Title: How Carrots Won the Trojan War: Curious (but True) Stories of Common Vegetables
Author: Rebecca Rupp
Publisher: Storey Publishing
Genre: Foodie, Non-fiction, History
Length: 384 pages
Get a copy: ;
SUMMARY: George Washington’s greatest enemy may have been a bowl of peas. That’s just one of the interesting highlights found in How Carrots Won the Trojan War, a rollicking, addictive discussion of the history, lore, cultural associations, and traditions associated with 23 popular vegetables. History buffs and vegetable lovers will find common ground while learning how beans beat back the Dark Ages and peppers won the Nobel Prize.
Author Rebecca Rupp brings her witty, well-crafted storytelling to the world of vegetables, offering a new perspective on their place in human history. Readers will discover why Roman gladiators were massaged with onion juice before battle, that cucumbers may be afraid of thunderstorms, and why soe 17th century turnips were considered degenerate.
Written for gardeners, foodies, and anyone curious about the history of their favorite veggies, How Carrots Won the Trojan War satisfies on every level. As recent selection of the History and Military Book Clubs, it clearly has appeal across a variety of genres. With generous portions of humor and intriguing little-known facts, readers are sure to love and endlessly retell these unique and flavorful stories.
REVIEW: So you think you don’t want to read a biography of vegetables? Think again! Rebecca Rupp’s book How Carrots Won the Trojan War is a totally fascinating read. Each of the 23 chapters is devoted to the place in history of one common vegetable, beginning with the sexy asparagus and ending with the turnip, a vegetable featured in many fairytales.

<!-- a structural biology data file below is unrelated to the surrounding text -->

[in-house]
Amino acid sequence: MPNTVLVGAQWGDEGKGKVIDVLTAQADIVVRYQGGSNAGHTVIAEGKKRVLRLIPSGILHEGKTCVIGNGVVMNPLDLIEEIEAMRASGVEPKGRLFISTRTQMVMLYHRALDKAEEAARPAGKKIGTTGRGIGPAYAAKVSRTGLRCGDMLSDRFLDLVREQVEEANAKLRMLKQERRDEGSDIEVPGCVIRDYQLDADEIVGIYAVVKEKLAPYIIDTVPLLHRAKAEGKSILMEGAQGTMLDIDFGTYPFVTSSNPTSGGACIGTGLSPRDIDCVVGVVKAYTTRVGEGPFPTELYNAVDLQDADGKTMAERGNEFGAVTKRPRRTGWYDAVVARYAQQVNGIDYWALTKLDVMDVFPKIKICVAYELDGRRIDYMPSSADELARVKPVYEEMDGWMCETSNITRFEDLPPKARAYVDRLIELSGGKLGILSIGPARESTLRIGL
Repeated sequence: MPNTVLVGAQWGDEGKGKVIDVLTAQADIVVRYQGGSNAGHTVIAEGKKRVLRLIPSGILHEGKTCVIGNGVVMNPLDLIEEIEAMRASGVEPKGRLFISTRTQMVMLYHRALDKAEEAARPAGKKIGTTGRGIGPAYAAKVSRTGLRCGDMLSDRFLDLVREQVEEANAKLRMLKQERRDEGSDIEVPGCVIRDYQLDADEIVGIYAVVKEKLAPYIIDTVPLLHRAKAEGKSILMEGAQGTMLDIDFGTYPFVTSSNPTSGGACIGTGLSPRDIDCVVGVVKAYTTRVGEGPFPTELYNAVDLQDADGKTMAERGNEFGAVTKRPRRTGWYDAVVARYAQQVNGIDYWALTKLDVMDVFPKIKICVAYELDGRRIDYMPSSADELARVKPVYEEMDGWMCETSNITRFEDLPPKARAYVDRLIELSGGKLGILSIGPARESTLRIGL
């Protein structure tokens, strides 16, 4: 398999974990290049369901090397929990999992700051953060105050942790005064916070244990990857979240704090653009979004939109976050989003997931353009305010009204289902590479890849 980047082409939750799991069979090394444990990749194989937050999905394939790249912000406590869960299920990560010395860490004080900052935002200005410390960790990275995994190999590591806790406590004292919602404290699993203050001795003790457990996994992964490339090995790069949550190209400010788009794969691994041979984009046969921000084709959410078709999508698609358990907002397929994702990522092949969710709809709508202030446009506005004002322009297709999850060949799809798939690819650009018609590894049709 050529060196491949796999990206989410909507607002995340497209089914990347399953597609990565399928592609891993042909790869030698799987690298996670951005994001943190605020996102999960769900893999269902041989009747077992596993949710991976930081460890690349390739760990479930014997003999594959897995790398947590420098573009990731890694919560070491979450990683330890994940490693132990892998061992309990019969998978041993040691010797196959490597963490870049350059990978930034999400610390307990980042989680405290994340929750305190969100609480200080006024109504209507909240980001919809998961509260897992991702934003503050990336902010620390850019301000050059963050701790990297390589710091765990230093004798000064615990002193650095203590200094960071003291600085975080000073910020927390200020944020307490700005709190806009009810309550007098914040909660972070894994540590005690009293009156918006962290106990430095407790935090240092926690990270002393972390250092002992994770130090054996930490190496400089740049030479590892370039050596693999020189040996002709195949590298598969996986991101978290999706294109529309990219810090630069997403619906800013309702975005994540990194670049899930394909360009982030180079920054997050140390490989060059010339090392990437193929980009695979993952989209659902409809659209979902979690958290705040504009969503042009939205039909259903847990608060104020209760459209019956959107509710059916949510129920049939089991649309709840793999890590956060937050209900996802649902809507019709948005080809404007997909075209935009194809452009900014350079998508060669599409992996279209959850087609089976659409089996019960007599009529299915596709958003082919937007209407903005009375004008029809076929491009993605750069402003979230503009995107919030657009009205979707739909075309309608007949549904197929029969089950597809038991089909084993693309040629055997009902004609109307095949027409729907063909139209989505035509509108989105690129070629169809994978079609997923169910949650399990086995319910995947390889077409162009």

Dr. Rupp has done a tremendous amount of research into the history and agribusiness of these vegetables. Throughout history vegetables have been praised for their curative powers and the same vegetables cursed for their ability to cause death and disease. Some of these vegetables changed history and won wars.
Are you a trivia nut? Then this is a must-have for your library. For example, in ancient Pompeii, why were onions kept in brothels? Was Popeye wise to depend on spinach for his spur-of-the-moment strength? While the book is written on an adult level, with a good amount of chemical information about vegetables, the stories in the book can be shared with children who will love hearing that the cabbage on their plate at dinner was so loved by Abraham Lincoln that he requested it for his inauguration dinner. Or, that Jack of jack-o-lantern fame was banned from both heaven and hell and condemned to wander the earth forever with his lantern, originally made from a turnip, not a pumpkin.
If you want a book that is fun to read, easy to pick up and read a chapter, then put down until you have time to read again, I recommend How Carrots Won the Trojan War to you.
RATING: 4 healthy broccoli stalks!